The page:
3. Staff steps up and takes ownership. Trainers and managers step back: Staff, particularly emerging internal leaders, get options they can sink their teeth into as they take the ball and run with it. Trainers and managers step back and let go, so they can focus on whatever comes next. They no longer own the training, however they continue to be the mentors, coaches and facilitators who lend support and encouragement.
So what does MWA Homework entail?
Mostly conversation. Conversation that includes everyone necessary, and expects tangible results—conversation which will lead to action.
As a MWA best practice, homework is largely about follow-up work done via crucial conversations. Homework assigned after training happens is successive, and the 3 objectives outlined above are achieved via debrief conversation, additional findings which inform good decision-making, enrolling others in compelling initiatives which result, and the making of fresh workplace agreements which lead to enhanced workplace standards of performance.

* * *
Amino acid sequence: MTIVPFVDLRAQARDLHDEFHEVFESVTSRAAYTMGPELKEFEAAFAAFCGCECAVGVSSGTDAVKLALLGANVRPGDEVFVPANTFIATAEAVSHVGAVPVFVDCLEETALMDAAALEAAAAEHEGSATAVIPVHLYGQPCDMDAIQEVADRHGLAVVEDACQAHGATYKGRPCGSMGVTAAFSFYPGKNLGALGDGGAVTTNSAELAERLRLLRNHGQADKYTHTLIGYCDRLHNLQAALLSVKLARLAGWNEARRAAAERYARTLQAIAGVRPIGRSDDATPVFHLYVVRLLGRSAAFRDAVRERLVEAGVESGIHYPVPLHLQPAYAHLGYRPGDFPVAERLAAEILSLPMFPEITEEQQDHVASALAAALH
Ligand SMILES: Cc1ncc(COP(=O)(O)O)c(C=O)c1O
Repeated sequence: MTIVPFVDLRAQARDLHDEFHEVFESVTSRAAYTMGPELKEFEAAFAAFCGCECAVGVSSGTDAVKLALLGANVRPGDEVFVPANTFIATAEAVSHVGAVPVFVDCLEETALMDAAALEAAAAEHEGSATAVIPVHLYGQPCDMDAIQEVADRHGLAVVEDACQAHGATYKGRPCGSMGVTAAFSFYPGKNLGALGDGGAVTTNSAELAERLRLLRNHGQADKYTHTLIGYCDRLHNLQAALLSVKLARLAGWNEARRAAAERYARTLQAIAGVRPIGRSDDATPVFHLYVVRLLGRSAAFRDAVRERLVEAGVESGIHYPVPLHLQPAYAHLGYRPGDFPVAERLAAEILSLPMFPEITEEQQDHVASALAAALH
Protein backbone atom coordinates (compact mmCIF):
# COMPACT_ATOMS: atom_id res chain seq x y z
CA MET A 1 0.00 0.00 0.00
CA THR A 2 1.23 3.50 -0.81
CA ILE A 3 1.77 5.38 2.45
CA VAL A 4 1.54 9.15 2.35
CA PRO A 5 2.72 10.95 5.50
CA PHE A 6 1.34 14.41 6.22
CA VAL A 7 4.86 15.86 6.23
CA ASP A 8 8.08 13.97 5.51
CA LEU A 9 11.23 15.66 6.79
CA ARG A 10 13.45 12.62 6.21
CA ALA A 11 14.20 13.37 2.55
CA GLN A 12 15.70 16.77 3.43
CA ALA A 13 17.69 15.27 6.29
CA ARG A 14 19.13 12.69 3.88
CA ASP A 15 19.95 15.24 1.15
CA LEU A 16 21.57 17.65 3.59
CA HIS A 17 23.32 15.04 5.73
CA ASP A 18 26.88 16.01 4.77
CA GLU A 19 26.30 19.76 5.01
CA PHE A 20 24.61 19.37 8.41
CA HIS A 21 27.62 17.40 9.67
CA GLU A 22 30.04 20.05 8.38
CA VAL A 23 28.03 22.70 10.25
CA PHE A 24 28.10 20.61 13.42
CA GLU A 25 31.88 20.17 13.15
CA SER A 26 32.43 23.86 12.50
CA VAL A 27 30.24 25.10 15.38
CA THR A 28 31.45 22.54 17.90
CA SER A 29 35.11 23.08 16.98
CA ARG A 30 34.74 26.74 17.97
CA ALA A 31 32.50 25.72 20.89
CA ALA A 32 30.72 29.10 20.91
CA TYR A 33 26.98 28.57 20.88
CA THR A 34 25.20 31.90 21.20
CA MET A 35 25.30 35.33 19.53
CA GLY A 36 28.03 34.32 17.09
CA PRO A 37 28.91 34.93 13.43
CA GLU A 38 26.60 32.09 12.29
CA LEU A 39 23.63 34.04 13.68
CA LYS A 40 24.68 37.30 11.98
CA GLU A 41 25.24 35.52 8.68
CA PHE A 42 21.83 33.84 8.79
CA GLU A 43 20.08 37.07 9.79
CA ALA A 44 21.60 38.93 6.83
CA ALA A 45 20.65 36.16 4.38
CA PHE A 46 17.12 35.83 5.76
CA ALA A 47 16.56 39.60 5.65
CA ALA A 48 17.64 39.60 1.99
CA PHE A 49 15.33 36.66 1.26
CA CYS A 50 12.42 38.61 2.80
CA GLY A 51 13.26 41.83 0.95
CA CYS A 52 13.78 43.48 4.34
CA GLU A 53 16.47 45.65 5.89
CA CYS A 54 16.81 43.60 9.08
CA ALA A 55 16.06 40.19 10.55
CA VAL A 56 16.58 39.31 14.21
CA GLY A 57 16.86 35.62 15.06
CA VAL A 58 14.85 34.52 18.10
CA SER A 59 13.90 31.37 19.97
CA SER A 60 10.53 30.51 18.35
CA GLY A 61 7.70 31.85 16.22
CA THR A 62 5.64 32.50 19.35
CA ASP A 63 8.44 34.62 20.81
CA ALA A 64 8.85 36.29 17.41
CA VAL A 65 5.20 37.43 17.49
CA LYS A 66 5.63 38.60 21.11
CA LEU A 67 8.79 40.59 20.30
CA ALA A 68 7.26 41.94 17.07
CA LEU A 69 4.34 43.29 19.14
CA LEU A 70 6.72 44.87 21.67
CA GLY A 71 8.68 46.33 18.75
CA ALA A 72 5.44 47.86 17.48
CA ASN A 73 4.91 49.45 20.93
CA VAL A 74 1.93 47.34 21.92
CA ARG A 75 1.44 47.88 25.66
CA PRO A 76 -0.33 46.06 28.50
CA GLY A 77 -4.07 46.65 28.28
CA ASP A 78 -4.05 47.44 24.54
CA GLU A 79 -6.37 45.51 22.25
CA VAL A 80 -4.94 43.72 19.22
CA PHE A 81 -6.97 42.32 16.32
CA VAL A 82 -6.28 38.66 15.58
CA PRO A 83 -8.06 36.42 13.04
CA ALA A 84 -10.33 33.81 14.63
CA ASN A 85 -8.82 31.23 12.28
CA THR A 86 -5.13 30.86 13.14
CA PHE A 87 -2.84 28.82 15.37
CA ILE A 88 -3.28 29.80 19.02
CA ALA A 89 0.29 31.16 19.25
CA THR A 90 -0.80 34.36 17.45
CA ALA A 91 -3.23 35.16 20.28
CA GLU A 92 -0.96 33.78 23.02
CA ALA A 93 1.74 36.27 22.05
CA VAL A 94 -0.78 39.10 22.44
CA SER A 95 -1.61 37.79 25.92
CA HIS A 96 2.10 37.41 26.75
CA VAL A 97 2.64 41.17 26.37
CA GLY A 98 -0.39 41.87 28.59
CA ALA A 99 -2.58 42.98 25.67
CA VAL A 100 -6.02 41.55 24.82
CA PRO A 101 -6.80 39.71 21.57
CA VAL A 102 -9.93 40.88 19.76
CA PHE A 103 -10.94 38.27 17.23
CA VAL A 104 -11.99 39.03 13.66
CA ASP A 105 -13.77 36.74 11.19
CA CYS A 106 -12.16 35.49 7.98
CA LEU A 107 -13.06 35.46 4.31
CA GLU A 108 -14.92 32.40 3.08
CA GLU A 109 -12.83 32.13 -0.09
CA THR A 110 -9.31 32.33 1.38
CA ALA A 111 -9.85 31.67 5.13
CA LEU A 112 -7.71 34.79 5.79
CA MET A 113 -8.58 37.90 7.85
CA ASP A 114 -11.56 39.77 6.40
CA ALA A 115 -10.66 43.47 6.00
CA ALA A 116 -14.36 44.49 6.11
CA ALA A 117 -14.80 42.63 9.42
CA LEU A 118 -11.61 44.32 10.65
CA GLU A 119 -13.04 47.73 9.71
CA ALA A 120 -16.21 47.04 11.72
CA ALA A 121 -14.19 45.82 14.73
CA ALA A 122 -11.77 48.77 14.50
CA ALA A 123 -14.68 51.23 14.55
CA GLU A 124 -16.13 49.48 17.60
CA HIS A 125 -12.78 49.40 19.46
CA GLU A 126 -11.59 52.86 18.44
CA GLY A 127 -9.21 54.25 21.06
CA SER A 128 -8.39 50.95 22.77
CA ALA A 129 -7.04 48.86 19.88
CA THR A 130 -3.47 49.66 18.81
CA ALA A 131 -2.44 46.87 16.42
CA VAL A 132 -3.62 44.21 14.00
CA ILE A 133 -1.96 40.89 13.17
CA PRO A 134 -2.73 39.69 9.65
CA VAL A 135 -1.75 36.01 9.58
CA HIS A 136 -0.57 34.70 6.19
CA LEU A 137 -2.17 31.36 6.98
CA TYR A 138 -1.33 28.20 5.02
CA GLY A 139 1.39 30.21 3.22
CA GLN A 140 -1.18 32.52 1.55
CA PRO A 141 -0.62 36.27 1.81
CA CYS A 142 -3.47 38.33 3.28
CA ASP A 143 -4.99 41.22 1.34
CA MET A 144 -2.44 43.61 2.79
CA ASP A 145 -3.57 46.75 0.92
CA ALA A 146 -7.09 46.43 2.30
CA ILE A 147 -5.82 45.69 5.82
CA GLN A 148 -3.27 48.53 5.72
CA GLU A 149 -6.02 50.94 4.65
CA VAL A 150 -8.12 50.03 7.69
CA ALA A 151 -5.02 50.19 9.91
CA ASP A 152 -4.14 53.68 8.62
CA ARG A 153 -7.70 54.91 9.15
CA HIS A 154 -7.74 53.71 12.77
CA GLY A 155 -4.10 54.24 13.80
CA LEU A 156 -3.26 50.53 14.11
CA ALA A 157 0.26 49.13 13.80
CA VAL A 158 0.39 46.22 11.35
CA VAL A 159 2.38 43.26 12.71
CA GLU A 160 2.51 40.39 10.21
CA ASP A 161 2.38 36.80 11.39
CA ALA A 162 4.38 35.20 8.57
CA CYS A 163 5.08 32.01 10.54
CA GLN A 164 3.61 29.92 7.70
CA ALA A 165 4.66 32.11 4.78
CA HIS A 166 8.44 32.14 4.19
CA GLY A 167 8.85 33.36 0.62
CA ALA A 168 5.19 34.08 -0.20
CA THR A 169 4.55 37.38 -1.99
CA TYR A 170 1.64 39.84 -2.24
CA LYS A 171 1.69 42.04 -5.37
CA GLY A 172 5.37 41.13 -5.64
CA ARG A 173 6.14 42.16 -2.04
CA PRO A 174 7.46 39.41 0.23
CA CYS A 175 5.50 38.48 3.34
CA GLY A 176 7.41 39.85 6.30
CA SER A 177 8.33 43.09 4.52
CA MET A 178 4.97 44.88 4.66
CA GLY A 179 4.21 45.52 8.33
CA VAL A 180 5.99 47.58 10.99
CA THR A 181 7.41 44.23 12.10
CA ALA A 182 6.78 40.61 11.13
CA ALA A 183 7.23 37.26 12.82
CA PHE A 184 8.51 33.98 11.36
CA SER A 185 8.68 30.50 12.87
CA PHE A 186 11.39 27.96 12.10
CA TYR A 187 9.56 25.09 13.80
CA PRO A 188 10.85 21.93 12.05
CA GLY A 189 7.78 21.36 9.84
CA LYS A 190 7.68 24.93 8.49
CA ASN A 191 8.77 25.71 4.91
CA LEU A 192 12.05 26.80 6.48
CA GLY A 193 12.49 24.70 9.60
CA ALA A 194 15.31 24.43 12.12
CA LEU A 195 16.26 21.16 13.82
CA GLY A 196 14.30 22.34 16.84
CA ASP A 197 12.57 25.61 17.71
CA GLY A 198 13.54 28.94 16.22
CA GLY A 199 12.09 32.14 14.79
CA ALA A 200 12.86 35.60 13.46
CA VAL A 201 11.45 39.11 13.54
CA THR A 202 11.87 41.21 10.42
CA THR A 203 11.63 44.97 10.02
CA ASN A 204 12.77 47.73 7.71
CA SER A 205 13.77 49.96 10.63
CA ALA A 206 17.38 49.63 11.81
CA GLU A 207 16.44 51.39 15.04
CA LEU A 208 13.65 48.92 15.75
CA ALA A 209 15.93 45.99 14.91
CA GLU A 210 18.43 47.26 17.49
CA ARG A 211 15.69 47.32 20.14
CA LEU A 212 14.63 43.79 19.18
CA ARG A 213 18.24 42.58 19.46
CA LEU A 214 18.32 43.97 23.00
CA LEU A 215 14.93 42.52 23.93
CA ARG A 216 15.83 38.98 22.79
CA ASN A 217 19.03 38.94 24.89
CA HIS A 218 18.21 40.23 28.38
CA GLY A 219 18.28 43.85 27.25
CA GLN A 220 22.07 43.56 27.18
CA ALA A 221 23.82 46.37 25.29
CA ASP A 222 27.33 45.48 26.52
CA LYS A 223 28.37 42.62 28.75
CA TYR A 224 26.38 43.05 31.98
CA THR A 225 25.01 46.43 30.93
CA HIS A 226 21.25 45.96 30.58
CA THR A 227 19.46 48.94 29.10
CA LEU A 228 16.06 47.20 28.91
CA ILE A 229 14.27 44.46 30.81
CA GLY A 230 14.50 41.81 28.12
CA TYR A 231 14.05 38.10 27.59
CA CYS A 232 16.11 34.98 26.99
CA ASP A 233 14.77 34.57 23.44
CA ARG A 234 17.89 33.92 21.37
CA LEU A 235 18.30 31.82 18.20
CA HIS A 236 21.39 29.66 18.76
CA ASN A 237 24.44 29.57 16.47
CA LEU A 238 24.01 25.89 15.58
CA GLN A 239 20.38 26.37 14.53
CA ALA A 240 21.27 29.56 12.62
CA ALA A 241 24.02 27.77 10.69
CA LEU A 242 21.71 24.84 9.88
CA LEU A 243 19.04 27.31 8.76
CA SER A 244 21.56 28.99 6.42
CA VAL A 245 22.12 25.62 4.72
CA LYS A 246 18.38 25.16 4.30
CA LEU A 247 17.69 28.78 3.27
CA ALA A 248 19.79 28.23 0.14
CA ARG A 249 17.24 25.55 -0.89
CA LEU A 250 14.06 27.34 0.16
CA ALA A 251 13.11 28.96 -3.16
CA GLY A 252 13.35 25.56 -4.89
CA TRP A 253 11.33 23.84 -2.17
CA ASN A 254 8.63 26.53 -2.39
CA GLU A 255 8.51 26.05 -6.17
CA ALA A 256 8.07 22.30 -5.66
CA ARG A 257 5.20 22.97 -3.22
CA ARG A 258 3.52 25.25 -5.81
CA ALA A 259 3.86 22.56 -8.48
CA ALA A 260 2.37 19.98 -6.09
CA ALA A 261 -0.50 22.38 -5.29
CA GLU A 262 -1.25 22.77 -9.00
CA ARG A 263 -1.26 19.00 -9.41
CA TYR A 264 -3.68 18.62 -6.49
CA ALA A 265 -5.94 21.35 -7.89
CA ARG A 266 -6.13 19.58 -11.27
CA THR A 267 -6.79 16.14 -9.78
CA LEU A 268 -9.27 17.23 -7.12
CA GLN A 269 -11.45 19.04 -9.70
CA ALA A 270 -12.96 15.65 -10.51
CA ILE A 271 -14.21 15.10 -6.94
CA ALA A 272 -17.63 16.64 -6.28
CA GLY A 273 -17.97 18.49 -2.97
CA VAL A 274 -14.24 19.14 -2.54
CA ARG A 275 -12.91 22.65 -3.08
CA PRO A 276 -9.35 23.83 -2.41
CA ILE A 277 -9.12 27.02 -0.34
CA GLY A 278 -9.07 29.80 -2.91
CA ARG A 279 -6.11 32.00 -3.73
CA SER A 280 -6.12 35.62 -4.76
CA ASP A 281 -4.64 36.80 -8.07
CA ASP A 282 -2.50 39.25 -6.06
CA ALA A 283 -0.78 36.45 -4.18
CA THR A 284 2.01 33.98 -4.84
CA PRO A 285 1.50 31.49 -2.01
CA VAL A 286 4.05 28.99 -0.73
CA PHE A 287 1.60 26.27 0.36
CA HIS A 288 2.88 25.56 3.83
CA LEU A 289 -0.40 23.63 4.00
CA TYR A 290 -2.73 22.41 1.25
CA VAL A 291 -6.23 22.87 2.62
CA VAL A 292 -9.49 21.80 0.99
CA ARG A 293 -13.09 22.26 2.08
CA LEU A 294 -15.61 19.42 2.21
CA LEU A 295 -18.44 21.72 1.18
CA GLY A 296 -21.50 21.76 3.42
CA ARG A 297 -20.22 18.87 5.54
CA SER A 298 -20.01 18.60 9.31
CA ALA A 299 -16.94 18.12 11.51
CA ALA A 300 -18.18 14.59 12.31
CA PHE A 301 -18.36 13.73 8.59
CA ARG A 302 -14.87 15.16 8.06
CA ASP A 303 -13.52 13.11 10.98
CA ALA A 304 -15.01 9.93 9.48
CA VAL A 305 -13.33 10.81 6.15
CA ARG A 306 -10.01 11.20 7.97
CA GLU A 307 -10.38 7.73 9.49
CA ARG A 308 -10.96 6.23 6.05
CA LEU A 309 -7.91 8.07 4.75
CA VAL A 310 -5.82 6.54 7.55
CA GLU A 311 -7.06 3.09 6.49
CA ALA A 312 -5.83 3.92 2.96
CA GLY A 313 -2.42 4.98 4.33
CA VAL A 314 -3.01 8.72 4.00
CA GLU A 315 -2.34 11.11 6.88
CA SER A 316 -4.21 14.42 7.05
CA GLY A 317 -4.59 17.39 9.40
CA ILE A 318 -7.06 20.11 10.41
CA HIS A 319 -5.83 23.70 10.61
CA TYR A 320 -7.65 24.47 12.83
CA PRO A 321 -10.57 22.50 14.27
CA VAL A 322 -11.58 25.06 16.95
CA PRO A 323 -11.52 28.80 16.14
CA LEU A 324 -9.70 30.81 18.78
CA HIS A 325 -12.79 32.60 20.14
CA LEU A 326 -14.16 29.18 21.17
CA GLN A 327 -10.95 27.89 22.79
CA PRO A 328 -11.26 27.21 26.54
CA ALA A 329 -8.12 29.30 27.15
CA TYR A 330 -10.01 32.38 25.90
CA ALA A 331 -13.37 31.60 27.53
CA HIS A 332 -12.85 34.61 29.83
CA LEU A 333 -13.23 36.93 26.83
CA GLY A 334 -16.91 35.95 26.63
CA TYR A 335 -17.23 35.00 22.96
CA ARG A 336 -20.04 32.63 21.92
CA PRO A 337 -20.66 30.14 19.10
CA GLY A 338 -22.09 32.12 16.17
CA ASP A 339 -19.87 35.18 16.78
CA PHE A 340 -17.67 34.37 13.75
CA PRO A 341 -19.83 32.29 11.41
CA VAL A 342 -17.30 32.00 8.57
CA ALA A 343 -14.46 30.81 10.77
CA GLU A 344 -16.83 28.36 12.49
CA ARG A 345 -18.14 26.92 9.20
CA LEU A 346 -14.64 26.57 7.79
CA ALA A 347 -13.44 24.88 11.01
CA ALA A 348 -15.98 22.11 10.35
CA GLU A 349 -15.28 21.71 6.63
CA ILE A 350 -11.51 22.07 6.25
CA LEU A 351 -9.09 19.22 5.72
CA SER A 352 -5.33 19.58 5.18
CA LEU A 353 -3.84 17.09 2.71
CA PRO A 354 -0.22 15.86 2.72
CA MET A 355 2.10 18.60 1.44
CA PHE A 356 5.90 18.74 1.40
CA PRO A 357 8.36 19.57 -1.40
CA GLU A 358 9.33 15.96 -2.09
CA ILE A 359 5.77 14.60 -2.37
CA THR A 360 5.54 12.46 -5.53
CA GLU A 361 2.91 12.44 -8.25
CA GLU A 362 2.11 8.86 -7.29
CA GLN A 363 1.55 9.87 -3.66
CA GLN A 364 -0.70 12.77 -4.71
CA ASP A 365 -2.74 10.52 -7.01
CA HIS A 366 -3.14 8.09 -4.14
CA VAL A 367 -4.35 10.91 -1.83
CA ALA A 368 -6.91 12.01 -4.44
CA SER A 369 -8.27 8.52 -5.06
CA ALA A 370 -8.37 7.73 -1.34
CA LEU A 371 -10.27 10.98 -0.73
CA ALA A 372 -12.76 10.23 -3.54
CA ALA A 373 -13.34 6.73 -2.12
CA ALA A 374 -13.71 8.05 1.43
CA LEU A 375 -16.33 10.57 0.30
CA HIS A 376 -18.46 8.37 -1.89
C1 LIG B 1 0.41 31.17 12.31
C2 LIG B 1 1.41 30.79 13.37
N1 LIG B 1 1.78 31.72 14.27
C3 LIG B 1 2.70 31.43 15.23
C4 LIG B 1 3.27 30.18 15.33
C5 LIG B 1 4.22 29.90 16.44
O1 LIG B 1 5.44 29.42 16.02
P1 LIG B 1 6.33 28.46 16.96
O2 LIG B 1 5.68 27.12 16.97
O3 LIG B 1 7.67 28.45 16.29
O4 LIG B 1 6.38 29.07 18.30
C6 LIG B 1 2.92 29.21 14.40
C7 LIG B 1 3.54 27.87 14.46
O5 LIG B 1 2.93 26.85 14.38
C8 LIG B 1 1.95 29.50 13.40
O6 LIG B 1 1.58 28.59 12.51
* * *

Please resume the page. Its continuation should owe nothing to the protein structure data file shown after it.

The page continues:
A mouthful, I know… Let’s take those one at a time: All are meant to bring people together in work which does not rest on its laurels, and takes nothing for granted—all work is on the table to be newly studied and explored, in a participatory way. Read those objectives above one more time before you read on.
Let’s say a training was just conducted with your staff on Customer Service—In SLC for example, our Services include a workshop on the 5 Elements of Ho‘okipa, the value of hospitality. We also offer a 2nd workshop on dealing with ‘challenging’ customers, which includes tips on problem solving with the customer relationship in mind. When we debrief the training with our clients, i.e. the managers charged with implementing the training, we give them some Train-the-Trainer tips, and teach them this process of successive homework: